Charles Nelson is a Grey Cup champion and he has the ring to prove it, but he doesn’t consider himself one.
When the Winnipeg Blue Bombers snapped their 28-year Grey Cup drought and the confetti began to fall at McMahon Stadium in Calgary on Nov. 24, 2019, Nelson was nowhere to be found. That’s because the wide receiver/kick returner wasn’t at the game. Nelson, who broke a foot in Week 5 and missed the rest of the season, was watching the game by himself in his Winnipeg apartment.
What the heck did he do to deserve that?
“I kind of just went to treatment, did what I had to do there, then I’d go home and sit there… I kind of went into hiding, ” said Nelson of his reaction to his season-ending injury. In the team’s 48-21 victory at home over the Toronto Argonauts on July 12, Nelson felt something snap in the foot. It ended up being a fifth metatarsal fracture.
“I didn’t go to practice. I didn’t like going to practice when I knew I couldn’t do it, cause to me, that just sucks, sitting out there watching all these guys run around when I can’t even run, so I never went out to practice.”
The fact he didn’t show his face often after the injury wasn’t well received by Bombers head coach Mike O’Shea or general manager Kyle Walters.
“(They) kind of felt that because I was that way that I didn’t deserve to go to the Grey Cup game, so they didn’t take me. I didn’t travel with the team. I had to watch it from home,” said Nelson from his off-season home in Eugene, Ore.
“You know, that kind of sucked, which is why I often say I don’t feel like I deserve to be called a champion. I don’t feel like I deserve this ring that I got.”
He doesn’t blame O’Shea and Walters for making that decision. He admits he’s the one who put himself in that spot. Luckily for the former Oregon Duck, it didn’t burn a bridge with the Bombers and he signed a two-year contract extension in January.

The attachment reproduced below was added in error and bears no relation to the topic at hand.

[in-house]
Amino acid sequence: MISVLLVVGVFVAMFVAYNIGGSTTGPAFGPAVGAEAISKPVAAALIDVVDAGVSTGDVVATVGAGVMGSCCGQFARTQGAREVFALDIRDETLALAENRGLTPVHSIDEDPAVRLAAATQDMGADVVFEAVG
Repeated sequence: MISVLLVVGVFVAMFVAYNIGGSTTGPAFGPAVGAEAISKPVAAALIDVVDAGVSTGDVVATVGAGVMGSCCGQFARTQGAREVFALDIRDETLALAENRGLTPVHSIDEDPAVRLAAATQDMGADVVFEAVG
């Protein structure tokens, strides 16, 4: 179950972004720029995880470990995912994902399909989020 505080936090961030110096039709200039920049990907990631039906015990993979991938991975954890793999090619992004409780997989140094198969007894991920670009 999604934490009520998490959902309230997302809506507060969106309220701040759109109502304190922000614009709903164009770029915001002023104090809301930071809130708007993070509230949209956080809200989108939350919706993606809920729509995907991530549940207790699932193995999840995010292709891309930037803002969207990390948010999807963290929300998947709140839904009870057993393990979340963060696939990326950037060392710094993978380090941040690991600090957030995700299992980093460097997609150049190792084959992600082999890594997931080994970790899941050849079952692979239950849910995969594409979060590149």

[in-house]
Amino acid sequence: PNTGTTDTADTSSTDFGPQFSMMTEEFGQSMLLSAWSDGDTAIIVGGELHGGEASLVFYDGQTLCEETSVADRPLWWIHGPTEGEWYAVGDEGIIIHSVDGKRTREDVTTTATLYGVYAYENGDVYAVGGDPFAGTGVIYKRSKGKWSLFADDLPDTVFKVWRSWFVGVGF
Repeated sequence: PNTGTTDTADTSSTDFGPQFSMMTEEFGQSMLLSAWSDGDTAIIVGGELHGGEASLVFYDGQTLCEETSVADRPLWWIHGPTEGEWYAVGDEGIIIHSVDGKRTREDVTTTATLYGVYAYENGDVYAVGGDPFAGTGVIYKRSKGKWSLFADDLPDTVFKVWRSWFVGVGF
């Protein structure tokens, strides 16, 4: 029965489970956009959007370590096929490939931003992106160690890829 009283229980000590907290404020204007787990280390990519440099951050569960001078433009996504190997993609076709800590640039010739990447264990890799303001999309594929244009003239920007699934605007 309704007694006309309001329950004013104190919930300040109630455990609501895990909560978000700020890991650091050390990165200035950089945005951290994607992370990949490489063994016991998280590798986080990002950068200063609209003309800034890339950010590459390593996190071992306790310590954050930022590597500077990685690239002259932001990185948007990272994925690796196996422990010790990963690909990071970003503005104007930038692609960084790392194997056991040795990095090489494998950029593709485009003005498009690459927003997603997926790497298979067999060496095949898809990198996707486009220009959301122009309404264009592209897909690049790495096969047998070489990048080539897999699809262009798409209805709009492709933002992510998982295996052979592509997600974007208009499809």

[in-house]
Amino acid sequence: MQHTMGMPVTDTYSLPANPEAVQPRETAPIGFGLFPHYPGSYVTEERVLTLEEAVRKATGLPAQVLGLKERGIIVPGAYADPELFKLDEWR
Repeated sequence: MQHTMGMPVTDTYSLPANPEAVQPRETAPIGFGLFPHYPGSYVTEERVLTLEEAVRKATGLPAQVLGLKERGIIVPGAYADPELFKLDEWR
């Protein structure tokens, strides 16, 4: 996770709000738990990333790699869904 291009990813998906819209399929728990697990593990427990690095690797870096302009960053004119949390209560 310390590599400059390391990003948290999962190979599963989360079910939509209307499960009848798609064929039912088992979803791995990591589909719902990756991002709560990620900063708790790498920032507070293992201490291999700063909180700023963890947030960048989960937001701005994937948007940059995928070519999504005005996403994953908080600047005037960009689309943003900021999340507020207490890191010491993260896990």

“Coach O’Shea and I talked after the season about what happened and we resolved the issue. I wouldn’t say it was an issue, but we resolved both of our thinking on it,” said the 25-year-old.
“We both kind of thought a different way. He thought one way, I thought another and we resolved that. We talked it out and came to a conclusion. So, I feel like that part after the season was a great thing for me, for him and going forward with the team.”
In college Nelson showed his versatility, playing receiver, defensive back and safety in addition to returning kicks. He finished his four-year career at Oregon with 124 receptions for 1,555 yards and 14 touchdowns, rushed for another three touchdowns and scored four on returns. On defence, he hauled in two interceptions and made 67 tackles. He was also a placeholder and even threw a touchdown pass in his senior season, although he’d be the first to say his arm is nowhere near as impressive as that of his old college teammate, Justin Herbert, who’s having a record-breaking rookie season in the NFL with the Los Angeles Chargers.
Nelson didn’t hear his name called in the 2018 NFL draft, but his resumé earned him a tryout with the Indianapolis Colts. When the Colts released him, his agent convinced him to head up to Winnipeg to give the Canadian game a shot. He arrived over a week into training camp, but after his first impression, he wasn’t so sure the CFL was for him.
“It was kind of rough not being there when everybody got there a week ahead of time. They were able to learn the playbook, learn the rules, you know, everything that comes with the CFL that I didn’t take into account when I was going up there,” he said.
“It was really tough and I wasn’t really put into a position to go out there and show my talent and what I can bring to the team. It was kind of like, I’d get a play here and there in practice.”
Nelson opted to return home and got a job in construction, but quickly realized that wasn’t the life for him. The Bombers ended up bringing him back in September and signed him to the practice squad. He made his CFL debut in the final game of the regular season, where he impressed on special teams. His performance led to him being called up for the West Division final against the Calgary Stampeders.
In 2019, Nelson wasn’t able to land a starting gig as a receiver, but he won the return job. Before the injury, he showcased his explosiveness with an 81-yard punt return and 55-yard kickoff return.
With his practice squad stint as a rookie, the foot injury last year and the 2020 season cancelled owing to COVID-19, Nelson has played just six games in three years. For now, he’s working a warehouse job for Coca-Cola, but he’s eager to show everyone in Bomberland what he can do over a full season in 2021, assuming there is one.
“Expect great things. That’s all I can say,” he said. “I haven’t really had the opportunity to get out there and show Bomber fans what I can bring to the table. I feel like with the upcoming season and my mentality, it’s going to be an exciting season.”
Eighteen years old and still in high school, Taylor got his start with the Free Press on June 1, 2011. Well, sort of.
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